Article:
The Reckoning For Image-Generating AI Is Here, Starting With Getty Images

Getty Images, one the biggest suppliers of stock images on the internet, announced in January that it was pursuing legal action against the creator of Stable Diffusion. Stable Diffusion is the generative AI program that made stunning digital art using nothing but text prompts. The charges were filed against Stability AI, the company behind Stable Diffusion, in the High Court of Justice in London. 

The visual media company accused Stability AI of copyright infringement because the latter used copyright-protected media content to train the Stable Diffusion's text-to-image algorithm. About three weeks since the announcement, Getty Images has filed a lawsuit against Stability AI in the U.S., targeting the company for using over 12 million images from Getty's repository without explicit permission.

The complaint has been submitted before a federal court in Delaware, alleging that Stability AI didn't obtain a proper license for using Getty's image stockpile to train the deep learning models behind Stable Diffusion. The lawsuit alleges that Stability AI not only copied "the associated captions and metadata" for the images, but also tweaked and misrepresented Getty's copyright management information. 

Getty Images now seeks compensation for "irreparable harm caused by Stability AI's intentional and willful acts," and also seeks a share of the profits that Stability AI may have earned after illicitly using the millions of images. The company says it has a separate license for letting its images be used for AI training, but Stability AI circumvented those rules knowingly.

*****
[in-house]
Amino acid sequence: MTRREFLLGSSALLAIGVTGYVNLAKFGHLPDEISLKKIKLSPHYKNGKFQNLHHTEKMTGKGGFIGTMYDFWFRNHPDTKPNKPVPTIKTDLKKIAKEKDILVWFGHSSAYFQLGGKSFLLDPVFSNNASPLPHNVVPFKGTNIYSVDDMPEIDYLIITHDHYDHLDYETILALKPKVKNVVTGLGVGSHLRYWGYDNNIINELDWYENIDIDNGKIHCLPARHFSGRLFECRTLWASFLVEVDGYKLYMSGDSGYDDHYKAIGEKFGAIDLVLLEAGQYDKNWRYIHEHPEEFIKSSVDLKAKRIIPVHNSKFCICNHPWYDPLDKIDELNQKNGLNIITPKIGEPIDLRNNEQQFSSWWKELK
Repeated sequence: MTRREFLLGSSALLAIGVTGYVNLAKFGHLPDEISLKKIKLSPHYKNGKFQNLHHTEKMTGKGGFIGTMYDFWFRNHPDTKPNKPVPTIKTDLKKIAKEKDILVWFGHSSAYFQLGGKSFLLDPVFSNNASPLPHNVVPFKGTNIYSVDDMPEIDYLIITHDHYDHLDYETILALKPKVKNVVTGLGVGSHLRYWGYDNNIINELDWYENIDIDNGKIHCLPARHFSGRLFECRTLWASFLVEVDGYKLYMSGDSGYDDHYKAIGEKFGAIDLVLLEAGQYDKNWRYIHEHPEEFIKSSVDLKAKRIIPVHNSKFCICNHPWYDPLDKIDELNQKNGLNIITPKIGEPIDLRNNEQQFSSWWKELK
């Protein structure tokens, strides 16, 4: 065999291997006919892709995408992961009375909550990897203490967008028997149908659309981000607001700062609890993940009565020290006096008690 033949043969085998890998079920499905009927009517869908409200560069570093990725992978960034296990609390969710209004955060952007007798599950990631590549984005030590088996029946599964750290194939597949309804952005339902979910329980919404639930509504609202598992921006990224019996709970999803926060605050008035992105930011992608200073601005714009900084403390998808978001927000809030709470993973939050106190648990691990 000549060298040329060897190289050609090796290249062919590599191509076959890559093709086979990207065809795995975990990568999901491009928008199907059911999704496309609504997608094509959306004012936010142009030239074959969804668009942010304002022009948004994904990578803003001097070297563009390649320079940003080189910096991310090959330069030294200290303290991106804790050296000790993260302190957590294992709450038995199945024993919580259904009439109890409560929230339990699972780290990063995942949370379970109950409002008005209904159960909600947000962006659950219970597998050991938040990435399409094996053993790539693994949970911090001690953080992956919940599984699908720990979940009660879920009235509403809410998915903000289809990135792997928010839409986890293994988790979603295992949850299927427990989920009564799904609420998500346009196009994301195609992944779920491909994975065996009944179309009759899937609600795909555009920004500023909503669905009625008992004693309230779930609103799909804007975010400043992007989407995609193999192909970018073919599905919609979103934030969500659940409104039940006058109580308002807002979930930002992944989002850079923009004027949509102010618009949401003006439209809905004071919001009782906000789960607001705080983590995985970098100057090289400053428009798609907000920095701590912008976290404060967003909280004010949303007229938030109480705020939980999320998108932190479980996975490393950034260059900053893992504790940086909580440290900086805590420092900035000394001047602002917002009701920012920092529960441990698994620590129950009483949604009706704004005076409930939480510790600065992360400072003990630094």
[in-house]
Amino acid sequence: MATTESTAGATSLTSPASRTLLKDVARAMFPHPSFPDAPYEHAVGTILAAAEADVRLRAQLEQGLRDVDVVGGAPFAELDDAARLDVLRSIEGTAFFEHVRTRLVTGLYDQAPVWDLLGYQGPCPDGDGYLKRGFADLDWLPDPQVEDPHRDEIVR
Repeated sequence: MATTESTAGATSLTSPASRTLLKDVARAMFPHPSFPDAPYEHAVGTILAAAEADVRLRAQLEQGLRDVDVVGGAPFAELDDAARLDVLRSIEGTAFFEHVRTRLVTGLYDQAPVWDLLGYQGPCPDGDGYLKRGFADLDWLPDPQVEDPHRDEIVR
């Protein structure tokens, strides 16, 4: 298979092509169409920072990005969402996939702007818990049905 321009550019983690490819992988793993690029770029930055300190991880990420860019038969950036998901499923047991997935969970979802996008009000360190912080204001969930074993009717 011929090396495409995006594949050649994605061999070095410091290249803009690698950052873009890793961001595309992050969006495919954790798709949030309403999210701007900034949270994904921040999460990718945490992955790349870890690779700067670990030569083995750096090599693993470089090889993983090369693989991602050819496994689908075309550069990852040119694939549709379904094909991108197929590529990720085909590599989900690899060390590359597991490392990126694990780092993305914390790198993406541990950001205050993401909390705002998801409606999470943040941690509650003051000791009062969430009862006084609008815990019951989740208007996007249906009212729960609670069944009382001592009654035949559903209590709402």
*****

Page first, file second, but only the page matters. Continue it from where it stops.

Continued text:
It's the beginning of a long fight ahead

In its lawsuit, Getty Images also claimed that the Stable Diffusion creator also modified its image watermarks in "callous disregard of Getty Images' rights." The core argument here is that Stable Diffusion produces images that either closely resemble stock images owned by Getty, or seem like a derivate of an actual image. 

This isn't the first lawsuit of its kind targeting the markers of AI image generators, and it likely won't be the last. In January, a bunch of artists sued Stability AI, Midjourney, and Deviant Art for imitating billions of copyright-protected images that copied artists' distinct styles without their permission, or compensating them for it.

The lawsuit, which seeks class-action status, was filed in a San Francisco federal court. Microsoft-backed GitHub and ChatGPT-creator OpenAI were also the target of a lawsuit late last year, accusing the two of scraping code to train their respective AI systems without due compensation, credit, or even consent. 

Artists claim that instead of commissioning them for visual artwork in the future, brands will resort to using tools like Stability Diffusion, depriving them of their livelihood. The key content is that an AI company can't just do anything it wants with data. AI developers must be aware of any restrictions on using the data, whether they are connected to copyright laws, or data privacy laws.